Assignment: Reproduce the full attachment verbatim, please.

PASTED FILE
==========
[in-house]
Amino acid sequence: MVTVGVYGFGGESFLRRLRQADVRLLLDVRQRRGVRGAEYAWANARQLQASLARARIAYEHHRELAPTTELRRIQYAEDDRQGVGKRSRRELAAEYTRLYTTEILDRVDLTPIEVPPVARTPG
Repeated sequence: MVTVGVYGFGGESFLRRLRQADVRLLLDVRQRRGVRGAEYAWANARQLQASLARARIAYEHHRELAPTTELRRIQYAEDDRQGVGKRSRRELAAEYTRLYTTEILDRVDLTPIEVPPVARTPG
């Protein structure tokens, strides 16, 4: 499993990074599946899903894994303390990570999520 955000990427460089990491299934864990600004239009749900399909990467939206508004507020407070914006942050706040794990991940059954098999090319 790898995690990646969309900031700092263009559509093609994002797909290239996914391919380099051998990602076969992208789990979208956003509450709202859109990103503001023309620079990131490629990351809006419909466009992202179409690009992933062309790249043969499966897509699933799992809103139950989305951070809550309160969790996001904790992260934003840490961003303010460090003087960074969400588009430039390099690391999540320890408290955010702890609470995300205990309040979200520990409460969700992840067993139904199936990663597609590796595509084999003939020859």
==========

[in-house]
Amino acid sequence: MVTVGVYGFGGESFLRRLRQADVRLLLDVRQRRGVRGAEYAWANARQLQASLARARIAYEHHRELAPTTELRRIQYAEDDRQGVGKRSRRELAAEYTRLYTTEILDRVDLTPIEVPPVARTPG
Repeated sequence: MVTVGVYGFGGESFLRRLRQADVRLLLDVRQRRGVRGAEYAWANARQLQASLARARIAYEHHRELAPTTELRRIQYAEDDRQGVGKRSRRELAAEYTRLYTTEILDRVDLTPIEVPPVARTPG
């Protein structure tokens, strides 16, 4: 499993990074599946899903894994303390990570999520 955000990427460089990491299934864990600004239009749900399909990467939206508004507020407070914006942050706040794990991940059954098999090319 790898995690990646969309900031700092263009559509093609994002797909290239996914391919380099051998990602076969992208789990979208956003509450709202859109990103503001023309620079990131490629990351809006419909466009992202179409690009992933062309790249043969499966897509699933799992809103139950989305951070809550309160969790996001904790992260934003840490961003303010460090003087960074969400588009430039390099690391999540320890408290955010702890609470995300205990309040979200520990409460969700992840067993139904199936990663597609590796595509084999003939020859």